Missing Endband in a Rigid Spine! is it possible to restore?

      Last year I had the opportunity to try out and tutoring some new treatments and conservation techniques, during my Master program. A lot of challenges that my colleagues and I have faced during this course, despite my long period experience as a book conservator, but conservators always learn, and challenges are always welcome to teach us.

Missing Endband

Easily conservators and restorers can (clone) or imitating historical headbands styles, this is for sure easy for headbands (endband) professionals and lovers, but, have you ever thought about a book with completely rigid true raised bands spine? Which has one (or both) of its headbands were missing? What if you would like to clone an endband instead of the missing original one without disbanding the rigid spine leather especially if the spine in a fair condition? It is an essential manner to keep, conserve and preserve all the historical evidence that the object carries, therefore, saving the original spine and its identity is not an optional choice for conservators, it is mandatory. The same condition as questioned above, a 19th-century rare book titled "Egypt and Palestine Photographed and Described by Francis Frith" in a condition of deteriorated cover and missing one of its headbands (specifically the endband) due to wrong handling and its movements from and to the shelves, the spine was rigid along with true raised band (Fig 1), has been requested to be conserve and restore.
Fig 1 - Original and missing headband
However, I decided to make the endband, but the main problem was, how could I tie the endband Tie-downs through the spine and across the quires gutter (at least in three positions)? though, the only logical solution was to remove (separating) the leather and the spine lining from the spine in a distance that could allow me to use the needle, in and out, through the gutters. I have followed those procedures:
Fig 2 - Separating 4cm from the spine
Mechanically using a spatula and gently the lining paper layer which carries the leatherback has been separated from the spine, for about 4 to 5 cm towards and just before the last raised band (Fig - 2). The dry mechanical separating method for the spine was not easy at all and required time with a lot of patience, otherwise, more deterioration will take place. Avoiding any folding to the leather during and after separating was required to avoid any other cracked to the leather especially it was acidic.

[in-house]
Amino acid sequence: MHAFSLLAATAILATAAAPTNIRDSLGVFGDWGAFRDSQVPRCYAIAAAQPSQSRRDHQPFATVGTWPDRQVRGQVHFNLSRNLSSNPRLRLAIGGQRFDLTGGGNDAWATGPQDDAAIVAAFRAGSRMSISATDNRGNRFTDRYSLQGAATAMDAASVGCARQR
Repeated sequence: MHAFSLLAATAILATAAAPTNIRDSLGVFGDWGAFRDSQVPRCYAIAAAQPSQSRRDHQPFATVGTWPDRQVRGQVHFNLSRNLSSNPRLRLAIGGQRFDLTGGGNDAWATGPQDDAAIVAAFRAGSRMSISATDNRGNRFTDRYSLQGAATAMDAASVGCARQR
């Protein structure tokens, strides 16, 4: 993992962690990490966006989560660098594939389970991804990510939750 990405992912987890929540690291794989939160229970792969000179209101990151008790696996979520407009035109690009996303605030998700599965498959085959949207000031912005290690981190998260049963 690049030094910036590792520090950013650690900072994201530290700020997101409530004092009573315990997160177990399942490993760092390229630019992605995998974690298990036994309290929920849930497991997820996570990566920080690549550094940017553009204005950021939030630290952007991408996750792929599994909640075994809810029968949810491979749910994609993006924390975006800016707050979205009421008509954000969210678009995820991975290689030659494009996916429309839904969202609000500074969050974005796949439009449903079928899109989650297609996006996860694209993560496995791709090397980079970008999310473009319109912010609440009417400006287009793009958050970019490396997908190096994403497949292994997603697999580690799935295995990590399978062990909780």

Headband Core: Acid-free carton has been used as an endband core, with the same thickness as the original headband. Threads: I have chosen silk green and beige color (from Gutermann & from Faro) for the endband to match the same colors on the original one (Fig - 3).
Fig 3 - Threads colors
The hardest part was starting, tying-down, and ending the threads during making this headband using a curved needle, without strongly lifting the spine leather back which has been separated earlier.
Sherif Afifi
During making the endband
About to finish the new endband 
Final Endband result

Final endband result after adding new leather for spine conservation process 
Spine before completing conservation process
In conclusion, adding a new headband using the same historical technique and color for the endband of this rare book, without actually removing or deteriorating the leather spine was tremendously difficult, but the mission successfully has been accomplished ;)
Maybe I will write another blog about some different methods and techniques that I have experienced in headband conservation and restoration, and you should understand that you can not use only one method for each conservation or restoration problem that you face. reading this previous blog, and you will find a video about a new method for restoring headband.
As a conservator, you have to study carefully and closely the object before making any decisions with accordance to the conservation and restoration international code of ethics, and even you have to think about the durability of the object with accordance to its size and weight and its relation to the binding mechanism, especially if it will be placed back to the shelf to be available for researchers.

Creating a Knowledge Sharing Culture
Sherif Afifi
Sorry English is not my first language but sharing experience and knowledge is a global language